The Story of the Empty Boxes: May be time to Rethink the Box

I remember in the mid to late 1990’s when my family purchased our first computer.  It was a Gateway computer and it came in giant boxes covered in a cow print.  After the computer was unpacked and assembled the boxes went up to the attic…and they proceeded to stay there for a very long time.  If I remember correctly, the next computer purchased by my family was also a Gateway and it too arrived in giant cow print boxes.  Those boxes also went to the attic.  Are you seeing a trend?

How many of us are guilty of holding onto boxes from items we recently purchased? As you can see, it was a behavior I learned from my parents.  The rationale to the best I recall, was that in the event there was something wrong with the product, it would be easier to mail or transport it back to the manufacturer. It was a source of insurance if you will.  The problem with this type of insurance is that even after the computer was replaced, the empty boxes still lived on, taking up space in the attic. 

Many years later in an effort to help my parents sort and weed the contents of their attic these boxes resurfaced.  Being so many years removed it was easy to identify the contents as trash and recycling and move them out of the space.  However, for so many years the visual overwhelm of seeing the space consumed with these large boxes was not just overwhelming to look at but contributed to an overall sense of clutter. 

What is the solution here?  I understand that there is some comfort in retaining boxes from recent purchases in the event something goes wrong.  Can a compromise be made?  What if a sticky note went on the box(es) when a new item is purchased with the month and year it would be ok to allow the box to be recycled?  Maybe that is one month from the date of purchase, maybe closer to six months – the choice is yours.  I would encourage you to take it a step further and put the date of re-evaluation on your calendar as well.  If you’re like me, the home for the empty box will not likely be in plain sight therefore you will need a little reminder to reconsider.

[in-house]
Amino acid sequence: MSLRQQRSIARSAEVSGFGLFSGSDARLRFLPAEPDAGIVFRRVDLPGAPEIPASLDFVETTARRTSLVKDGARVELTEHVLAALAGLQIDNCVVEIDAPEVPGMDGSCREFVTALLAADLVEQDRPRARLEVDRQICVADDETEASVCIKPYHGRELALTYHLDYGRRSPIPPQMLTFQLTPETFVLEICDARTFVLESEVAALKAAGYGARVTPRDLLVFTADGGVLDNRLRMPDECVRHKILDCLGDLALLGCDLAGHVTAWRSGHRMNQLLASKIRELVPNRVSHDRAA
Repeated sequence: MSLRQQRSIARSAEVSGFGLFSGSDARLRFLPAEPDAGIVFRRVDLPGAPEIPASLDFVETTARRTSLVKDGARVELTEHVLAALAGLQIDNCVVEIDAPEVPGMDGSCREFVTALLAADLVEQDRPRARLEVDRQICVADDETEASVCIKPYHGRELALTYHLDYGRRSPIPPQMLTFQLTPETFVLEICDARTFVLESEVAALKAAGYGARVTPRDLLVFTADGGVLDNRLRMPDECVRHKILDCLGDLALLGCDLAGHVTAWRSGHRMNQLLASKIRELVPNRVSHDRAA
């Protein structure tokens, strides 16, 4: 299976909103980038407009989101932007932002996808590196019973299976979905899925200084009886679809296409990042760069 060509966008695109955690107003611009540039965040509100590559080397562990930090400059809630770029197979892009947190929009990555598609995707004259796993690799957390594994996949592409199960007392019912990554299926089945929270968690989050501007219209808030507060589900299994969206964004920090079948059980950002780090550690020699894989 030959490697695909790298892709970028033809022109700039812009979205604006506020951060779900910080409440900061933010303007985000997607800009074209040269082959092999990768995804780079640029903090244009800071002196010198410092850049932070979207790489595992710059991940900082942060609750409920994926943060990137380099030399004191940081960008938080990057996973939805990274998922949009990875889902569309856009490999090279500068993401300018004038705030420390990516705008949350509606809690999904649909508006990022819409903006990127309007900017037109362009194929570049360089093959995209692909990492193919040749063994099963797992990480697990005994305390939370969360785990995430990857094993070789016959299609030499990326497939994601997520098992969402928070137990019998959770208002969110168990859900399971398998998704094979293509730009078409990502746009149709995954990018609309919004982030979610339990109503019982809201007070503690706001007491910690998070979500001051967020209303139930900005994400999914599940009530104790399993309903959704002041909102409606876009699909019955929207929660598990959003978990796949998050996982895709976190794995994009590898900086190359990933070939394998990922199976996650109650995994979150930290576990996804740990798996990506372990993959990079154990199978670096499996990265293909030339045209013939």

More often than not, in the event you are traveling and need to bring this item, you already have a safe way of transporting it. Packing supply stores provide bubble wrap and papers to protect an item in a fresh box should that be needed as well.  A question we often ask at Living Peace is, “is this something that could be reproduced if you needed it?” Chances are you will not be able to purchase Styrofoam cut to the exact shape of your item, but other products could produce a very satisfactory runner up if needed (and in reality, how often do you actually need the boxes?)

Some food for thought.  Could you start to let go of some empty boxes from previous purchases? Think of the space, both physical and mental, you could open by letting them go.  Let me know how it goes in the comments below. 

Image: Staples.packagingfinder.net 

About Hillary Adams Case

Hillary believes you should never have to question where your keys are; everything has a home. After helping friends and family to get organized for years, they finally encouraged her to make professional organizing her career. Committed to always learning new skills and techniques, Hillary is constantly expanding the ideas she brings to working with her clients.

With a joy and passion for finding “Green” solutions, Hillary is delighted to help clients find ways to dispose of items through recycling and donation in order to live lighter on our planet.

When not working as an organizer, Hillary enjoys being at the ocean and “using her green thumb” with houseplants. Hillary is also an animal-lover and advocates the need to create healthy space in our homes for ourselves and our four-legged friends.

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